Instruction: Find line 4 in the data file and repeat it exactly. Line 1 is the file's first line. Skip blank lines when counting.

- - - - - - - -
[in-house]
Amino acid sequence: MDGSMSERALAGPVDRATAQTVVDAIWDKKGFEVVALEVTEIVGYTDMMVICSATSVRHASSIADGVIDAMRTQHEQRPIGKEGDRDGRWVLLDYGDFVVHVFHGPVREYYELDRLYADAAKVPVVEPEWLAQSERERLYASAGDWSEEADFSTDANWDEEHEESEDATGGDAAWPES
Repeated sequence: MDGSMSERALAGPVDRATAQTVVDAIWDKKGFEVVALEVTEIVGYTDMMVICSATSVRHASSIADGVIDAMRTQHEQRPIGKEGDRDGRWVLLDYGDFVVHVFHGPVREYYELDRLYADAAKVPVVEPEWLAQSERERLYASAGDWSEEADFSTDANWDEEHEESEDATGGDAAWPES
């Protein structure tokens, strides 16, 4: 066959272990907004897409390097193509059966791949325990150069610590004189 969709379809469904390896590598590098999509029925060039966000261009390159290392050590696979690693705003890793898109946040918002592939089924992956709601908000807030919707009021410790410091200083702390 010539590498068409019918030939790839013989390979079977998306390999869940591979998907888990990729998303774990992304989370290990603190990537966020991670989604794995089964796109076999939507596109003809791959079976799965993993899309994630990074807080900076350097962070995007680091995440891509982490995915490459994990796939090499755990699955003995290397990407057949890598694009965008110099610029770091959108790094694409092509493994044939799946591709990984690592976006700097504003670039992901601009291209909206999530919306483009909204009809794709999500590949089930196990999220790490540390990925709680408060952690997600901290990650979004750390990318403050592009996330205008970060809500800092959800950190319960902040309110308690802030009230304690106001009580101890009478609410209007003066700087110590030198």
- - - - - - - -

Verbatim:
């Protein structure tokens, strides 16, 4: 066959272990907004897409390097193509059966791949325990150069610590004189 969709379809469904390896590598590098999509029925060039966000261009390159290392050590696979690693705003890793898109946040918002592939089924992956709601908000807030919707009021410790410091200083702390 010539590498068409019918030939790839013989390979079977998306390999869940591979998907888990990729998303774990992304989370290990603190990537966020991670989604794995089964796109076999939507596109003809791959079976799965993993899309994630990074807080900076350097962070995007680091995440891509982490995915490459994990796939090499755990699955003995290397990407057949890598694009965008110099610029770091959108790094694409092509493994044939799946591709990984690592976006700097504003670039992901601009291209909206999530919306483009909204009809794709999500590949089930196990999220790490540390990925709680408060952690997600901290990650979004750390990318403050592009996330205008970060809500800092959800950190319960902040309110308690802030009230304690106001009580101890009478609410209007003066700087110590030198």